“For any offense against the United States, the offender may, by any justice or judge of the United States, or by any United States magistrate judge, or by any chancellor, judge of a supreme or superior court, chief or first judge of the common pleas, mayor of a city, justice of the peace, or other magistrate, of any state where the offender may be found, and at the expense of the United States, be arrested and imprisoned or released as provided in chapter 207 of this title, as the case may be, for trial before such court of the United States as by law has cognizance of the offense. Copies of the process shall be returned as speedily as may be into the office of the clerk of such court, together with the recognizances of the witnesses for their appearances to testify in the case.” See 18 U.S. Code § 3041 – Power of courts and magistrates Check out the article Ex-Detroit court clerk sentenced in bribery scheme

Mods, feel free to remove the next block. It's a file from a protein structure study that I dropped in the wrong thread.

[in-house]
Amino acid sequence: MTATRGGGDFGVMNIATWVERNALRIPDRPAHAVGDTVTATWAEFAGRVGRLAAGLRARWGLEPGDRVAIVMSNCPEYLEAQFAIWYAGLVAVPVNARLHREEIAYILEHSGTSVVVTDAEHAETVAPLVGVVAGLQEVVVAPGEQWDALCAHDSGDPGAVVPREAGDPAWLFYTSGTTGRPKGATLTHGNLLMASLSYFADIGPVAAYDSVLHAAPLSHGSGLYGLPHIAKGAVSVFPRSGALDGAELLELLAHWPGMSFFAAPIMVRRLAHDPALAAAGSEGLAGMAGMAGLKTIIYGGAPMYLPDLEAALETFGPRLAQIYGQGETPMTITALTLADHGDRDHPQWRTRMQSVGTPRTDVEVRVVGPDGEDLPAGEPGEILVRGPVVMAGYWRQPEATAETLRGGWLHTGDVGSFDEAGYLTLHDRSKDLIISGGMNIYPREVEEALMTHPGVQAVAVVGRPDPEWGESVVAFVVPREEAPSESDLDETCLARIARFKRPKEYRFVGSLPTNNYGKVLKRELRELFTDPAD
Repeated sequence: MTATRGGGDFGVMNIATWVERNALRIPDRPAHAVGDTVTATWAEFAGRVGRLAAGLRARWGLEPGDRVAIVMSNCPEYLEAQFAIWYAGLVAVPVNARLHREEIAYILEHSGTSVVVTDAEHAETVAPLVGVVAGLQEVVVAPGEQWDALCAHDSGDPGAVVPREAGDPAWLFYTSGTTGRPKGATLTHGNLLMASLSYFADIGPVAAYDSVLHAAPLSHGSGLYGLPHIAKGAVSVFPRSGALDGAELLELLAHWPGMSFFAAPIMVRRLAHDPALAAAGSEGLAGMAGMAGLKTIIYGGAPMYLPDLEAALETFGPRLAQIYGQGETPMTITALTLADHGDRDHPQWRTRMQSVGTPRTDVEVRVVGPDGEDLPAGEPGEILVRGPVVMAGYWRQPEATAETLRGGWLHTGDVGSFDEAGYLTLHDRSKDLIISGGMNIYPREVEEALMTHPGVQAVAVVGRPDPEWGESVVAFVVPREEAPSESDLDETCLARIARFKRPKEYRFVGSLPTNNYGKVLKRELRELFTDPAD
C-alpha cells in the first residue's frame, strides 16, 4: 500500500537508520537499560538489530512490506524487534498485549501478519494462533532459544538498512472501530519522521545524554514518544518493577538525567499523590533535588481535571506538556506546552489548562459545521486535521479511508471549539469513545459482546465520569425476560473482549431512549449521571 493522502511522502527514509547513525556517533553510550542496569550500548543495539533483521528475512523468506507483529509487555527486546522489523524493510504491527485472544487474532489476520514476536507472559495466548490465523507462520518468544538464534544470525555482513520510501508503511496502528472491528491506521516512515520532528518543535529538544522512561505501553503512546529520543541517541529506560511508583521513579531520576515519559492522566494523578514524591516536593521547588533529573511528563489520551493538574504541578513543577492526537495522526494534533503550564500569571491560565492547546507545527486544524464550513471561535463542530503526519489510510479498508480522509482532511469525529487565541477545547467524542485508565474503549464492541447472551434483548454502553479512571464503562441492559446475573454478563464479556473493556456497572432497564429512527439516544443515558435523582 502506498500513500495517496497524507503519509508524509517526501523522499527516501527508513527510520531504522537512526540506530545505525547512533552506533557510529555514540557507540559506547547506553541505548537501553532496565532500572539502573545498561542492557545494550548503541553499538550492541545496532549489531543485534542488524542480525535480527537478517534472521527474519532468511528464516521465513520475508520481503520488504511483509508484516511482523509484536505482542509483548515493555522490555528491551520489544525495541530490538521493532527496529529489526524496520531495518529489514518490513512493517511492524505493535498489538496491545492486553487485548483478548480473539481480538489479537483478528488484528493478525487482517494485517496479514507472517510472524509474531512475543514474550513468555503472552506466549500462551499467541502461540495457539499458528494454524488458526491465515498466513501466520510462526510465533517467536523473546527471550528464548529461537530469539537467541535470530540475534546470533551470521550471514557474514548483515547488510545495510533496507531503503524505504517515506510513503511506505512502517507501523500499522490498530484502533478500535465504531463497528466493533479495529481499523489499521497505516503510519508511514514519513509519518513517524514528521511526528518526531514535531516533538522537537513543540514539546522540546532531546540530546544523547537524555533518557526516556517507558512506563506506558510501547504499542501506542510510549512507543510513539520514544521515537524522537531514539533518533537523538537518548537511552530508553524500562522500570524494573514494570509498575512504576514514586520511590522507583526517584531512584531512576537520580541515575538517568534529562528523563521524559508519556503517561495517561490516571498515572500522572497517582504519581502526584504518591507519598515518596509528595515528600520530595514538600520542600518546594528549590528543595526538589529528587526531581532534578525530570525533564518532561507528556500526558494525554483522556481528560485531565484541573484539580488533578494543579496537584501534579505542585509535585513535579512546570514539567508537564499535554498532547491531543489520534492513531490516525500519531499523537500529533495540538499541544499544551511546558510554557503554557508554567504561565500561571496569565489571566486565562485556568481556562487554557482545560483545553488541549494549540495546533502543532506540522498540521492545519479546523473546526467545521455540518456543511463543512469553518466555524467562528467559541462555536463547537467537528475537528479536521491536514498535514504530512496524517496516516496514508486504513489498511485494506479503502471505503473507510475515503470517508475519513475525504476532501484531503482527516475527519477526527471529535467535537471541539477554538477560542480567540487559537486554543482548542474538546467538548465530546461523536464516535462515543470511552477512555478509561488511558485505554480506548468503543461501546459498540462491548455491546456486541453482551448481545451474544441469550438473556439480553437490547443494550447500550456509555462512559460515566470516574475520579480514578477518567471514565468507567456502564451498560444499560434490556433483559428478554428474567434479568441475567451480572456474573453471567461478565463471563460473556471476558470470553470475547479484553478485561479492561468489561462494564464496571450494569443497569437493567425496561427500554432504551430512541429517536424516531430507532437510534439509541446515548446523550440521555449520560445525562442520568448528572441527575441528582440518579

“A United States judge or magistrate judge shall proceed under this section according to rules promulgated by the Supreme Court of the United States. Any state judge or magistrate acting hereunder may proceed according to the usual mode of procedure of his state but his acts and orders shall have no effect beyond determining, pursuant to the provisions of section 3142 of this title, whether to detain or conditionally release the prisoner prior to trial or to discharge him from arrest. (June 25, 1948, ch. 645, 62 Stat. 815; Pub. L. 89–465, § 5(a), June 22, 1966, 80 Stat. 217; Pub. L. 90–578, title III, § 301(a)(1), (3), Oct. 17, 1968, 82 Stat. 1115; Pub. L. 98–473, title II, § 204(a), Oct. 12, 1984, 98 Stat. 1985; Pub. L. 101–650, title III, § 321, Dec. 1, 1990, 104 Stat. 5117.)” See 18 U.S. Code § 3041 – Power of courts and magistrates